Academic Integrity and Plagiarism

Academic Misconduct

Plagiarism is just one example of academic misconduct. The Aggie Hornor System Office provides the following definitions of academic misconduct and acts that are characterized as scholastically dishonest:

Cheating: Intentionally using or attempting to use unauthorized materials, information, notes, study aids or other devices or materials in any academic exercise.

Fabrication: Making up data or results, and recording or reporting them; submitting fabricated documents.

Falsification: Manipulating research materials, equipment, or processes, or changing or omitting data or results such that the research is not accurately represented in the research record.

Multiple Submissions: Submitting substantial portions of the same work (including oral reports) for credit more than once without authorization from the instructor of the class for which the student submits the work.

Plagiarism: The appropriation of another person's ideas, processes, results, or words without giving appropriate credit.

Complicity: Intentionally or knowingly helping, or attempting to help, another to commit an act of academic dishonesty.

Abuse and Misuse of Computer Access: Students may not misuse computer access or gain unauthorized access to information in any academic exercise. See  student rule 22.

Violation of Departmental or College Rules: Students may not violate any announced departmental or college rule relating to academic matters.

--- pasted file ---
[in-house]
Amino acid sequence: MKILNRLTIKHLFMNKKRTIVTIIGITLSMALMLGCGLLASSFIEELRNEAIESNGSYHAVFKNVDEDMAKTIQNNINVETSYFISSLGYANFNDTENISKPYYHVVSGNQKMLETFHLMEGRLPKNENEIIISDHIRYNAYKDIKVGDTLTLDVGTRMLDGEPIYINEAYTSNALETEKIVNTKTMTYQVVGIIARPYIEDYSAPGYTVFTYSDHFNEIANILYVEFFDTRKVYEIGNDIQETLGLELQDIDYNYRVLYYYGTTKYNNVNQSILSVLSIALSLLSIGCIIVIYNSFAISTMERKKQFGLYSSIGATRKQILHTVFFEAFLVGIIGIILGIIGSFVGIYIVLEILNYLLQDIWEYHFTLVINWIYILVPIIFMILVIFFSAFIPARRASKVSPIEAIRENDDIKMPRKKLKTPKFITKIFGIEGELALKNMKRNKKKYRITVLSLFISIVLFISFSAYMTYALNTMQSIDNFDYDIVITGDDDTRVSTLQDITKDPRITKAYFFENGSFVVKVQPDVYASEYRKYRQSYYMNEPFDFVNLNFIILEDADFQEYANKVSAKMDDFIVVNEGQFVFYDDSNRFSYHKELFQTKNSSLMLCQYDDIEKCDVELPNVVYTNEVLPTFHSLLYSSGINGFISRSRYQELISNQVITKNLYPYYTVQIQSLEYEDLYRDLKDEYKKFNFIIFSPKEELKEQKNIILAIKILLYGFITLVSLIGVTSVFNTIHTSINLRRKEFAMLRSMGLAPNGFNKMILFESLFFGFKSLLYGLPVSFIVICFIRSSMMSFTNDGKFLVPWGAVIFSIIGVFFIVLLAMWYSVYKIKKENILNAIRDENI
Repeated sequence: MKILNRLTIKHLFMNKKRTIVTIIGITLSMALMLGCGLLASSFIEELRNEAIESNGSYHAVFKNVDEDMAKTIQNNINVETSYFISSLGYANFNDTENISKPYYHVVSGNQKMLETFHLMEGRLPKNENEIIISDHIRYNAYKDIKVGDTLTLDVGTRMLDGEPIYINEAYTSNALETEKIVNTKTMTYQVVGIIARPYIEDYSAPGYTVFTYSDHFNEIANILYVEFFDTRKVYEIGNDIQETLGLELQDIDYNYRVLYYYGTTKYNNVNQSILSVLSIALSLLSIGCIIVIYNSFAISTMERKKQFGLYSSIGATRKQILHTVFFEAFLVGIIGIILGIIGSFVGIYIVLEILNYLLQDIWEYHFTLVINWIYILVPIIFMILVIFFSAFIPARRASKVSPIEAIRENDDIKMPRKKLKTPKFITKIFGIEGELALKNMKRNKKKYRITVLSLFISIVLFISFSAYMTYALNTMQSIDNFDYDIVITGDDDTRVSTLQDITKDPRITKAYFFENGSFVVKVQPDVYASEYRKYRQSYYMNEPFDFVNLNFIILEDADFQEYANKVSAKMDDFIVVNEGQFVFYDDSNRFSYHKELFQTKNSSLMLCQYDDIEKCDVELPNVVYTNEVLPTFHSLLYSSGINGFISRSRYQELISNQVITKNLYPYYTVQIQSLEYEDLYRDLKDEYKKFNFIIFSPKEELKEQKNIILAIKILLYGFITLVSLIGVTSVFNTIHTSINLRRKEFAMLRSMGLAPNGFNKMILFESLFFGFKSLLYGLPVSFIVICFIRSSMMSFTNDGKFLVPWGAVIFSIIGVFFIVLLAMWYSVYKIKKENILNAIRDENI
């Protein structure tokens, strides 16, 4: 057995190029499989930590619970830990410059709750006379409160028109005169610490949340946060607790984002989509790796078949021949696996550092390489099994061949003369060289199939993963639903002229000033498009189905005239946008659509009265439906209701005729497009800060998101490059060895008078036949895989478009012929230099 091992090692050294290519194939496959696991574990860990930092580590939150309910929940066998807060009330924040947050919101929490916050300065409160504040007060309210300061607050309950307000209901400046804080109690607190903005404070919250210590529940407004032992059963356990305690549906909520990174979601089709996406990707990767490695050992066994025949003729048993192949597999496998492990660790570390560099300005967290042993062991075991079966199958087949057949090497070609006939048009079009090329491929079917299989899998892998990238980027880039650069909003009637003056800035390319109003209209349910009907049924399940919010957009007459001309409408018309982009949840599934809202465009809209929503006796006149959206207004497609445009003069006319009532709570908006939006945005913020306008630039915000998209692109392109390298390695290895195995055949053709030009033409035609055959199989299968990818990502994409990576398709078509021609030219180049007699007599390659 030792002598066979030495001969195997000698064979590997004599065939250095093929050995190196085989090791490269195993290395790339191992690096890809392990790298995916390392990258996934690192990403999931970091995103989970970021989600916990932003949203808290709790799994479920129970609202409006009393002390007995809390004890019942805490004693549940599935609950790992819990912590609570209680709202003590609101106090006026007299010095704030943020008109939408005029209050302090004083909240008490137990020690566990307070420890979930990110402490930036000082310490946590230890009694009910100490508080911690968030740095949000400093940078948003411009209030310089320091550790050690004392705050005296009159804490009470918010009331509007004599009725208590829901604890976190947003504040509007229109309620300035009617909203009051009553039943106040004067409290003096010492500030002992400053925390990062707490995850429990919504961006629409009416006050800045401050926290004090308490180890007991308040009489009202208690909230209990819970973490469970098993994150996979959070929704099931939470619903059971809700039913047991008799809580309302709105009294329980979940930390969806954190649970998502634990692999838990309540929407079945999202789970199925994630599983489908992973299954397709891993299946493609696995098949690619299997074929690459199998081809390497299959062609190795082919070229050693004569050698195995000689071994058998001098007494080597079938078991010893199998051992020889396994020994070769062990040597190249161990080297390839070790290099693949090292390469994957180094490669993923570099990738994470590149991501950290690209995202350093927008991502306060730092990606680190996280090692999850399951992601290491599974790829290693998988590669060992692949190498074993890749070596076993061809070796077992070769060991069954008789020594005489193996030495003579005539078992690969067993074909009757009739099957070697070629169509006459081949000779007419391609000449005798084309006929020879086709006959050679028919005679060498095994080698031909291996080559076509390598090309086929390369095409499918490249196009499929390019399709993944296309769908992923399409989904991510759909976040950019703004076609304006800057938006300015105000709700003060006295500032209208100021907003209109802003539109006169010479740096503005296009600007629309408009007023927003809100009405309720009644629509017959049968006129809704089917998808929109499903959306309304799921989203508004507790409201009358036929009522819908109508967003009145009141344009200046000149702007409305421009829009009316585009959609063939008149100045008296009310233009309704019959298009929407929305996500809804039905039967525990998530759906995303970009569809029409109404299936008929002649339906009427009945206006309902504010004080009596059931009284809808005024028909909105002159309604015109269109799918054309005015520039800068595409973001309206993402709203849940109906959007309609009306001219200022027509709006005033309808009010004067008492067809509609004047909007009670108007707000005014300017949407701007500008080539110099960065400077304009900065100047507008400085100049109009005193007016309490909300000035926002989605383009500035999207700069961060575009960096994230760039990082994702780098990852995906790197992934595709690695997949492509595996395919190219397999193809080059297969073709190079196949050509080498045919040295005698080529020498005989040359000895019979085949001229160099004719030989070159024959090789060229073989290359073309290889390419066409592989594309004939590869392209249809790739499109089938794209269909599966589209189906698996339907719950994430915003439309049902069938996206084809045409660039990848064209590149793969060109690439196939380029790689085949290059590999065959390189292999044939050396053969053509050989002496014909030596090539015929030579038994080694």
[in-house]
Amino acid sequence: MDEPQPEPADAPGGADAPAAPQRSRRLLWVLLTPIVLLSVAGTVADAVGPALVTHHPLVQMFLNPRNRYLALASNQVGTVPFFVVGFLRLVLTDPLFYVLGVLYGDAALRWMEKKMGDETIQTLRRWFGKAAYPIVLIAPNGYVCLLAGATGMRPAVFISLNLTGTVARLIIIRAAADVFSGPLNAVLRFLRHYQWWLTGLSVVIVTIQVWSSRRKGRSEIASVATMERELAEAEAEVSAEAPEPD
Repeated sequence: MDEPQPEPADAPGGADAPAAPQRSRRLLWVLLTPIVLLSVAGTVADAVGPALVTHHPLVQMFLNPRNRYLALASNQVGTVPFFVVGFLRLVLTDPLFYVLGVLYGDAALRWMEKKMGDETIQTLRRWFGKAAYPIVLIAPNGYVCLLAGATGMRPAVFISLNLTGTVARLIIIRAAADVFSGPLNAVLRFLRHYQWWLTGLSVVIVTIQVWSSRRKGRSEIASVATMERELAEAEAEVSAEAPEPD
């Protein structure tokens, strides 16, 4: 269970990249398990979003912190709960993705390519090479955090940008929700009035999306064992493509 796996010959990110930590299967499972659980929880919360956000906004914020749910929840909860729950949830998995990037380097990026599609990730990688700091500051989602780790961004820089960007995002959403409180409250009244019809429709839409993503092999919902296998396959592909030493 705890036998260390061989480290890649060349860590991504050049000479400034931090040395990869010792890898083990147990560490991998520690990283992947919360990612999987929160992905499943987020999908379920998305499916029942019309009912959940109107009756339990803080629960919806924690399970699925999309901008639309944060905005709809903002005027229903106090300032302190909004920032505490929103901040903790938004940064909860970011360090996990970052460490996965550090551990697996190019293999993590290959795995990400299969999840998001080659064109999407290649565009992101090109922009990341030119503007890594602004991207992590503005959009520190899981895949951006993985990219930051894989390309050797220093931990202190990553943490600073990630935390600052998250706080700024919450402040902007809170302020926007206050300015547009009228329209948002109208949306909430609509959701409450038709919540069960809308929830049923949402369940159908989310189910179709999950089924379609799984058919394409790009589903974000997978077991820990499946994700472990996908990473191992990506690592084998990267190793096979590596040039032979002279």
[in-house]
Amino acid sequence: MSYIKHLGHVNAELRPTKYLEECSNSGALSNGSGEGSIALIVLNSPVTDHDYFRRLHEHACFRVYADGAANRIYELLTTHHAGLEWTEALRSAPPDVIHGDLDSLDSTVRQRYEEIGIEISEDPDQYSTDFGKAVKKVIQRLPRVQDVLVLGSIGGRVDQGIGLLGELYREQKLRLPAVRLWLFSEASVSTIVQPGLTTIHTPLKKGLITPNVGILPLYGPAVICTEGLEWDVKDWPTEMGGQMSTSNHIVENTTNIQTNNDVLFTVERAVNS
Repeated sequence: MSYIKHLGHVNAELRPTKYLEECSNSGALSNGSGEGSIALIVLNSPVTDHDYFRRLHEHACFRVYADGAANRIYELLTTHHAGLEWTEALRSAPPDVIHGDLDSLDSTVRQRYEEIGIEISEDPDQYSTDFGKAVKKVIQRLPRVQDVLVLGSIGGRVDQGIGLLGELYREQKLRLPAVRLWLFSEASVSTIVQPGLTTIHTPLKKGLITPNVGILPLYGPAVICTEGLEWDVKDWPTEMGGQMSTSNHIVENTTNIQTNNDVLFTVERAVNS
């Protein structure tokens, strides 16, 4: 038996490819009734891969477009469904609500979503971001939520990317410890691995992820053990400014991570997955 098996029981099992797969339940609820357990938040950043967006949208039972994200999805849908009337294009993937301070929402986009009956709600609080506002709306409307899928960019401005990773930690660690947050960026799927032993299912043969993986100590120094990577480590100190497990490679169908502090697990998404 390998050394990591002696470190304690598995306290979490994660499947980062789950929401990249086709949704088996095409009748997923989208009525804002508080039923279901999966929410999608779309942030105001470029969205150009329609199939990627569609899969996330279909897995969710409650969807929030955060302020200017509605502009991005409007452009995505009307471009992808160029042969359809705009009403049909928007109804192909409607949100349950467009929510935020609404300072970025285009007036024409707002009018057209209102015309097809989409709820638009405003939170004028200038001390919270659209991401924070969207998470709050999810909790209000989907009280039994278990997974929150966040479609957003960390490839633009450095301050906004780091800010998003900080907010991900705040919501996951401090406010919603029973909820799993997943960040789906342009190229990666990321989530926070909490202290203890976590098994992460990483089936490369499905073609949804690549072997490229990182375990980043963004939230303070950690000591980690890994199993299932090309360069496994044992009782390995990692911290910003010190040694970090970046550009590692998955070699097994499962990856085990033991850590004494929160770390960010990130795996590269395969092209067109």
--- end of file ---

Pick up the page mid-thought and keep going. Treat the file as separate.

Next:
Violation of University Rules on Research: Students involved in conducting research and/or scholarly activities at Texas A&M University must also adhere to standards set forth in  University Rule 15.99.03.M1 - Responsible Conduct in Research and Scholarship.

Additional information can be found at the  Aggie Honor System website.

Reasons for Academic Honesty

There is no end of opportunities to plagiarize or commit acts of academic dishonesty. Here are few reasons why you shouldn't:

Individual reputation: While acquiring a reputation for academic dishonesty can ruin your reputation with the faculty of the institution, it can also have detrimental effect on your status with your acquaintances and friends.

Personal integrity: The reality that you may have completed a degree program may be tarnished by the knowledge that you did so fraudulently.

Professional competence: You may be called upon to use the specific skills or knowledge that you were supposed to have acquired, but you plagiarized instead.

Intrinsic quality of degree: You, as a student, are here to learn – how to research, how to write, how to think – and you are paying for the privilege. By plagiarizing, you are, in a very real sense, shortchanging yourself.

Status or standing of the institution: Ultimately, the awareness of academic dishonesty, either acknowledged or uncertain, finds its way outside of the University, to other institutions, employers, former students and the world-at-large, affecting the perceived value of the degree and the integrity of the University.

Continue to Part 6: Consequences of Academic Misconduct and Plagiarism